On a recent weekend, before Blackboard Inc. was set to go live with an upgrade to PeopleSoft Enterprise 9.0 and SQL Server 2005, IT staff at the company went bowling.
"If that tells you anything, the move went very smooth," said Rav Sandhu, director of enterprise applications at the Washington, D.C.-based company. "There's no such thing as moving to production with no issues, but there weren't any real showstoppers."
That isn't always the case, of course. Upgrading major systems can be a complicated, costly and time-intensive process. And it's only getting more so, according to Joshua Greenbaum, principal and founder of Daly City, Calif.-based Enterprise Applications Consulting. Larger databases, larger infrastructures and, particularly, service-oriented architectures (SOAs) are making upgrades harder.
"Absolutely, without a doubt, upgrades are more complicated," Greenbaum said. "Software does follow a complexity trajectory, and upgrades, if they're done for the right reasons, usually involve more complexity. Hopefully, the reward will also increase and time invested will be well spent; but that's not always the case."
Part of that additional complexity often comes in the form of adding users to the system, but for Blackboard, a maker of online learning software, there were three major reasons for moving from PeopleSoft 8.9 to 9.0, according to Sandhu. The company also plans to upgrade to the PeopleSoft Enterprise Finance
"We wanted to upgrade our heavily used CRM system so we can do integration to the supply chain," Sandhu said.
Secondly, the company is streamlining its business processes in sales, marketing and support and wanted a marriage between processes and technology. Process change is an ongoing exercise at Blackboard, Sandhu said. As the company has grown, so have the demands on its systems. Sales was looking for a sales productivity toolkit, with more mobility, a disconnected client and task management and forecasting.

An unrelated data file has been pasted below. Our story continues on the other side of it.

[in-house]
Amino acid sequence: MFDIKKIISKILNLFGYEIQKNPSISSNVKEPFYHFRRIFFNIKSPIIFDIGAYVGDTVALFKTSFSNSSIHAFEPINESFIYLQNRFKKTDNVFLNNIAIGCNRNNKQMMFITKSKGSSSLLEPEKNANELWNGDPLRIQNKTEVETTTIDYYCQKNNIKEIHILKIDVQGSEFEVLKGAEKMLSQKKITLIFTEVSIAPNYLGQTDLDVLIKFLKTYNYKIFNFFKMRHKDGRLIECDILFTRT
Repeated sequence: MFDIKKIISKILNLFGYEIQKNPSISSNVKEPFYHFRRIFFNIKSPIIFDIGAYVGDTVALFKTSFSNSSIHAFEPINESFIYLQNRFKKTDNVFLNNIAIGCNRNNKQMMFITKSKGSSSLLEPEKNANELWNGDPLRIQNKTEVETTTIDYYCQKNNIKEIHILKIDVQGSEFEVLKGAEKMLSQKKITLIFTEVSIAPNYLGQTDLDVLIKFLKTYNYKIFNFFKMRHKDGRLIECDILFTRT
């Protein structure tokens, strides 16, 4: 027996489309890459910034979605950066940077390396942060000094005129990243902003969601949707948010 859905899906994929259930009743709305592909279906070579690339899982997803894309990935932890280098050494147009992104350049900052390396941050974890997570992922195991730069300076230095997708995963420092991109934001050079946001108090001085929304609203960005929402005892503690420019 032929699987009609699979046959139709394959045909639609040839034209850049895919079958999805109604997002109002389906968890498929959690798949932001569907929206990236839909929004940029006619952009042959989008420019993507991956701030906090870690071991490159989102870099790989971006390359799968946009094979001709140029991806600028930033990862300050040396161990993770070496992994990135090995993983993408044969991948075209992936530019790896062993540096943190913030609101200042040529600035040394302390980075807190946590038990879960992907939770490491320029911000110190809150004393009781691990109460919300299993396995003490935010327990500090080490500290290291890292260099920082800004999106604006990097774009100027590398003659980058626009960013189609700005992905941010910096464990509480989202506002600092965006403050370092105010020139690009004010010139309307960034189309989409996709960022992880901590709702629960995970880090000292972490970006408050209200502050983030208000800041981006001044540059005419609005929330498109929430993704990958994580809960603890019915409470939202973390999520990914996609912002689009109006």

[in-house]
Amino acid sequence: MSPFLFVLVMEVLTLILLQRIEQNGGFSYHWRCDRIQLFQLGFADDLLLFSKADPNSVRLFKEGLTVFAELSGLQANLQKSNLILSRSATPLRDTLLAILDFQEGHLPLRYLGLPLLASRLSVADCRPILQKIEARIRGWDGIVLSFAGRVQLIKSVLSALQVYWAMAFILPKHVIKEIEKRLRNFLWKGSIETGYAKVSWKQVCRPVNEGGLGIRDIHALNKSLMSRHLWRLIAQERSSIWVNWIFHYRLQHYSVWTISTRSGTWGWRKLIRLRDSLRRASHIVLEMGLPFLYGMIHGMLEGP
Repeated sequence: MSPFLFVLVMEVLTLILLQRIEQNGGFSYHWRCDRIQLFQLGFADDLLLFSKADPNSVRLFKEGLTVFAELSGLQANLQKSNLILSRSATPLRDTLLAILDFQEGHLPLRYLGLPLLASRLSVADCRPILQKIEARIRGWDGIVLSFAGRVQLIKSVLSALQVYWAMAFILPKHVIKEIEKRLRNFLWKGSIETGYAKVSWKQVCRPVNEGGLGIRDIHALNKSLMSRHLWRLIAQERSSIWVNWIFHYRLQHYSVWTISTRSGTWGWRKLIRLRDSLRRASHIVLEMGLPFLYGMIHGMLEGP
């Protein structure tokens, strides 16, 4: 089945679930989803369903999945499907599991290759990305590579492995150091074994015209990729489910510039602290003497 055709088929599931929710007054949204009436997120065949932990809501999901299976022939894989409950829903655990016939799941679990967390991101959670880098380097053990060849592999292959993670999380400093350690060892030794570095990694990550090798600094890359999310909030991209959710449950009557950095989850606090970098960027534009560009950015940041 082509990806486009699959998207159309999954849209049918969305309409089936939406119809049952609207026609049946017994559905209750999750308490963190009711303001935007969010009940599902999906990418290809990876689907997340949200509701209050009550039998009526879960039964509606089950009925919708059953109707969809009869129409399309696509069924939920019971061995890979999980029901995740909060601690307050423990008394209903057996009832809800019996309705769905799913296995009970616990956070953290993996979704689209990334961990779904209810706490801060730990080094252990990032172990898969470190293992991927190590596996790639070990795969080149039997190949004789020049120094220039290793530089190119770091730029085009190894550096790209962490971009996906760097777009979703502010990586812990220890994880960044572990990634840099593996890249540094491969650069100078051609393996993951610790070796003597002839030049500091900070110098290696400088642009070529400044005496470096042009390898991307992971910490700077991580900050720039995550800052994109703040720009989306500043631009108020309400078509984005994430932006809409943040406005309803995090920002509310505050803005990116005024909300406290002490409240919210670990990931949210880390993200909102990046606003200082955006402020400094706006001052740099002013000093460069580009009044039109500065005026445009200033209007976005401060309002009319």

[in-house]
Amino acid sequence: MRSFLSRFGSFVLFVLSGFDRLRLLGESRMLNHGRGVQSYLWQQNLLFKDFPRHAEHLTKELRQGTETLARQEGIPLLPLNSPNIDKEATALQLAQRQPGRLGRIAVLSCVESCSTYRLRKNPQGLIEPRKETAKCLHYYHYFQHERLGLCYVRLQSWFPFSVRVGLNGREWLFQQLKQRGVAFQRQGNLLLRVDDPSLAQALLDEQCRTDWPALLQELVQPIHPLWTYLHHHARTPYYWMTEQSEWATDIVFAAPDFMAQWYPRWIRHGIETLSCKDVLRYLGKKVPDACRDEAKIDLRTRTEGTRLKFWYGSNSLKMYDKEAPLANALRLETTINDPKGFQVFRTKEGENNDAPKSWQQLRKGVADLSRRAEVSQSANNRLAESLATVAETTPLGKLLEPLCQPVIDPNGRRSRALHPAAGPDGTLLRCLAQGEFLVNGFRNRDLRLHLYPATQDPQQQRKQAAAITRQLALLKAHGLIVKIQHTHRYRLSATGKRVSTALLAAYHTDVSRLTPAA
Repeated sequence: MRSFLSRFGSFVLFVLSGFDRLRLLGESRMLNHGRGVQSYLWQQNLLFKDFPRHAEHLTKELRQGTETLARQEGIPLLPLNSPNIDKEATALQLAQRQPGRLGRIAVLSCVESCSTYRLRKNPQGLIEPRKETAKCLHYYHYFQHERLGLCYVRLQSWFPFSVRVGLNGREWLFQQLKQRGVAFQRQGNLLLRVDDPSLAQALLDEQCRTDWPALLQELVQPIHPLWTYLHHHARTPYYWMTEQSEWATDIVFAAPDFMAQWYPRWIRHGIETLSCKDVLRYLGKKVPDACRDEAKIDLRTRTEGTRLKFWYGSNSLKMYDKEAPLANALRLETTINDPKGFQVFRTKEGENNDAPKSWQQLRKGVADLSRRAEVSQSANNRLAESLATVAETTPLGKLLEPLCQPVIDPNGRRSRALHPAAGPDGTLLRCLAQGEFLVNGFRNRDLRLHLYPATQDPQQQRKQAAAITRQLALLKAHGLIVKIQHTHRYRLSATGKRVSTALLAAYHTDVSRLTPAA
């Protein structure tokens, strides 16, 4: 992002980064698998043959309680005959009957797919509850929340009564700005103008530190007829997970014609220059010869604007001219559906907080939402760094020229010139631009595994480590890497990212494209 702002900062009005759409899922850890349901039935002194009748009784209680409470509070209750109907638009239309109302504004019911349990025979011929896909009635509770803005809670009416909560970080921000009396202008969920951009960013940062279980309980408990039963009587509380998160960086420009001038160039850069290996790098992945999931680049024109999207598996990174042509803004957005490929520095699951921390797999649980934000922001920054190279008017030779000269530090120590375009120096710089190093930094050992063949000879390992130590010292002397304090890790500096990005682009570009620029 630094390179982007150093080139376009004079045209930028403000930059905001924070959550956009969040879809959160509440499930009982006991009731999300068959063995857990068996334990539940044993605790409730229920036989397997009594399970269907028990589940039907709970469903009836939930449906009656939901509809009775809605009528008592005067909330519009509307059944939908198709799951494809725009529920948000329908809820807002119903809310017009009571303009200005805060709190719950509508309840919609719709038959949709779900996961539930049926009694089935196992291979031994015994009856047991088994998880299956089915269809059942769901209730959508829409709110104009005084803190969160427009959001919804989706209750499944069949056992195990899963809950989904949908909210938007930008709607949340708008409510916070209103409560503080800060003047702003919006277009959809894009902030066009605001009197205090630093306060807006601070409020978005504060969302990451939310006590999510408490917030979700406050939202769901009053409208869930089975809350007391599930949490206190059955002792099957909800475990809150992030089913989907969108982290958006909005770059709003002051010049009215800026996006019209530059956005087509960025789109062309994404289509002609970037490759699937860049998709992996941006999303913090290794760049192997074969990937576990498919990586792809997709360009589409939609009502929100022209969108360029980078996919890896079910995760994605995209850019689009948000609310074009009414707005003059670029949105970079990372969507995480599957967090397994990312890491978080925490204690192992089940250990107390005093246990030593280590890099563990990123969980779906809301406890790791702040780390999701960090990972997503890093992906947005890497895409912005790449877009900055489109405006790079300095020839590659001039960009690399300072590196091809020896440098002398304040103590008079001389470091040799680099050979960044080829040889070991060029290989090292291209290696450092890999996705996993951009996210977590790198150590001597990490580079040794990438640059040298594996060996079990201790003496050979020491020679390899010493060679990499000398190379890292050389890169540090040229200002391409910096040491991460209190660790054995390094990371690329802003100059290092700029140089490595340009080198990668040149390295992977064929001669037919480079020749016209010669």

"For us to go that path and supply their needs, we wanted to make sure we were on the current platform," Sandhu said. "[PeopleSoft] 9.0 has a much better format to get us there."
Finally, Blackboard was falling behind with fixes and updates on its PeopleSoft 8.9, making it more difficult to get through testing on the system, Sandhu said.
"We thought we might as well go to next level which inherits all those fixes, plus all those enhancements that come down the pike," he said.
For many organizations, a real barrier to CRM upgrades are the customizations they've made to the system, particularly for companies that started with earlier versions, according to Rob Bois, analyst with Boston-based AMR Research Inc.
"There are plenty of stories about people who put business logic in stored procedures and cemented them in place," Bois said. "An upgrade for them will require a lot of hard coding business logic. That's the biggest hurdle. They can't justify it."
However, there is something of an inverse relationship between how recently a company implemented CRM and how difficult its upgrade will be.
"Companies that are on later versions do find the upgrade easier," Bois said. "At the same time, that's one of the benefits of getting to a new version -- getting to that componentized version or service-oriented architecture."
The SaaS alternative